Without recognising this huge disparity of opinion between managers and their reports, it can have a severe impact on the morale and engagement of your employees. According to the CIPD, almost two-fifths of UK businesses have seen an increase in stress-related absences over the past year, with the most cited cause being management or management style. [Source]
The effects of poor management are impacting upon businesses every day. Gallup has found that 70% of the variance in team-level engagement is based on the manager. This is attributed to three factors:
- Employee perceptions of the manager
- The manager’s level of engagement
- The manager’s talents
Worryingly, the perceptions of employees about their bosses isn’t wholly positive:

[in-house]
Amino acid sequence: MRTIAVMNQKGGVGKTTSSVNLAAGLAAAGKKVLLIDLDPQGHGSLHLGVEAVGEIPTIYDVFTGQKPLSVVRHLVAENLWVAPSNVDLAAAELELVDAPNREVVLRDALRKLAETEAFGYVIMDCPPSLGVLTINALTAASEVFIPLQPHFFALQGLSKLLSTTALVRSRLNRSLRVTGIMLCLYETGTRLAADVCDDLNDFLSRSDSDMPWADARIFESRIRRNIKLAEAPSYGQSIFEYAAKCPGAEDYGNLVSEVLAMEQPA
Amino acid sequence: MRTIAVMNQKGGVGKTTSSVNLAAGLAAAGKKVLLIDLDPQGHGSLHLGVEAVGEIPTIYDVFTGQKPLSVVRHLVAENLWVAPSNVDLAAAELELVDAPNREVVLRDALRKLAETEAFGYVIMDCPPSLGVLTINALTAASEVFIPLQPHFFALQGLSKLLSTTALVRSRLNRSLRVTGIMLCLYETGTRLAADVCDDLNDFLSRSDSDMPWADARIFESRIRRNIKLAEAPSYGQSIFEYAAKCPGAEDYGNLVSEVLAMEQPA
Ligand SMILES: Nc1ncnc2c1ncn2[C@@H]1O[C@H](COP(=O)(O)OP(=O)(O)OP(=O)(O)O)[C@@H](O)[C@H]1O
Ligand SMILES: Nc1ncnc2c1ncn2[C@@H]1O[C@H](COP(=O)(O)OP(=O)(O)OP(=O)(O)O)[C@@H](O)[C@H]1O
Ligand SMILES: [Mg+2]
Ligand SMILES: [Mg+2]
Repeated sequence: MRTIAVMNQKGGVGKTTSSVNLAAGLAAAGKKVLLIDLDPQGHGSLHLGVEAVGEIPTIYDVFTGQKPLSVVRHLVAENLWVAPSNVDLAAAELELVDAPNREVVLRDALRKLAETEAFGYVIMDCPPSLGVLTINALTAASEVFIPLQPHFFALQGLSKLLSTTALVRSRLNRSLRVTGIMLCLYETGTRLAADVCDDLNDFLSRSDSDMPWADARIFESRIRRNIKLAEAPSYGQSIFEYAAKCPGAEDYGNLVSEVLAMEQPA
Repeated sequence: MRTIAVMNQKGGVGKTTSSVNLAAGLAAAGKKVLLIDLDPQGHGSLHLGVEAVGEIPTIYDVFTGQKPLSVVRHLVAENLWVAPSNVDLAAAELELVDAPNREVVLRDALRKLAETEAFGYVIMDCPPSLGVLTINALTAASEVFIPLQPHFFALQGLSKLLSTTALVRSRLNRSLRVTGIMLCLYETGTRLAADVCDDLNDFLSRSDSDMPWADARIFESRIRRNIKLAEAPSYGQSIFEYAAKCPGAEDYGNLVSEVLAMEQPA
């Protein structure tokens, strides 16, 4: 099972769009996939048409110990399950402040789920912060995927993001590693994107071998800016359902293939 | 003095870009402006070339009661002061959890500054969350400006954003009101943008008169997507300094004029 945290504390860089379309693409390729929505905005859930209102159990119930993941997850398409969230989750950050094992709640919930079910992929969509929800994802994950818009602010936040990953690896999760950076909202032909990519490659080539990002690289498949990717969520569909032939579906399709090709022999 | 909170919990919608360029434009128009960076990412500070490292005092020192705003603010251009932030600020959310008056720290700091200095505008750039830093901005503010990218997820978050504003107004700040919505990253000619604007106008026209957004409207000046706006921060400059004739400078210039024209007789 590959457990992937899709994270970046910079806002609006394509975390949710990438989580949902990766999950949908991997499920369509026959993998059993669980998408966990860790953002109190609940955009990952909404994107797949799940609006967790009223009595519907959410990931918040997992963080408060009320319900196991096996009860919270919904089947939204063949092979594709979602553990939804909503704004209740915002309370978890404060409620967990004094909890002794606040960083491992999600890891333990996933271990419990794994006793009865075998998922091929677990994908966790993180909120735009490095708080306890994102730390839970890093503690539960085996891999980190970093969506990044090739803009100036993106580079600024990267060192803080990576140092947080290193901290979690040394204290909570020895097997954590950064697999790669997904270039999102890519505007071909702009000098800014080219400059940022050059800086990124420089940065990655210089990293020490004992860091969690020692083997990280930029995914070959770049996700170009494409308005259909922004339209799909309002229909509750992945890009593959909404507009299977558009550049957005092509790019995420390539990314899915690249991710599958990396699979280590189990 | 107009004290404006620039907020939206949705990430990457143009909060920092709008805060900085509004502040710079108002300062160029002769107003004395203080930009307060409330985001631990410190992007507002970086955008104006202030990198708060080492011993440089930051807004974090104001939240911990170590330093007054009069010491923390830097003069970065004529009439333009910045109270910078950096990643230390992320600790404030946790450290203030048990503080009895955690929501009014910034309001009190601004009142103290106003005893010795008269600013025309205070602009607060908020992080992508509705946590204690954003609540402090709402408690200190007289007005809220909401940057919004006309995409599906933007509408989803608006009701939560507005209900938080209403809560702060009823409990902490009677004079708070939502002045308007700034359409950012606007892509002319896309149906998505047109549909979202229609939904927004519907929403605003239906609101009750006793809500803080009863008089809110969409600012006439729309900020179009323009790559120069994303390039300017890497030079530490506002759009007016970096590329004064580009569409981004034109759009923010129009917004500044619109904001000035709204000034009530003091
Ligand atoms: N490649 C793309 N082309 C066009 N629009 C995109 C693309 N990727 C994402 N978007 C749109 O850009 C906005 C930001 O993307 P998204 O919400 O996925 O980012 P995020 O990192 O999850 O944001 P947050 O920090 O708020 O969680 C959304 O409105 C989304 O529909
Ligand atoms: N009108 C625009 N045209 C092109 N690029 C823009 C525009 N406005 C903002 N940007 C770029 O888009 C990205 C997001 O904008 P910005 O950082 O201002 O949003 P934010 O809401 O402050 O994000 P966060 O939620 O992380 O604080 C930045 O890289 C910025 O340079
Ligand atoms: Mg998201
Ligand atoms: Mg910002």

- 91% of employees said their leaders lacked good communication skills (which manifested in ways such as not recognising employee achievements, not giving clear directions, taking credit for others’ ideas and not offering constructive criticism) [Source]
- 2 in 3 workers perceive their boss as annoying [Source]
- 41 percent of the UK workforce said they “hadn’t gone into work because of a terrible boss” [Source]
- 21% of employees have resigned because of negative management experiences [Source]
On top of this, research from Glassdoor found the most common ‘bad boss’ traits are:
- 43% said their boss is disrespectful
- 34% said their boss has a negative attitude
- 23% said their boss is lazy [Source]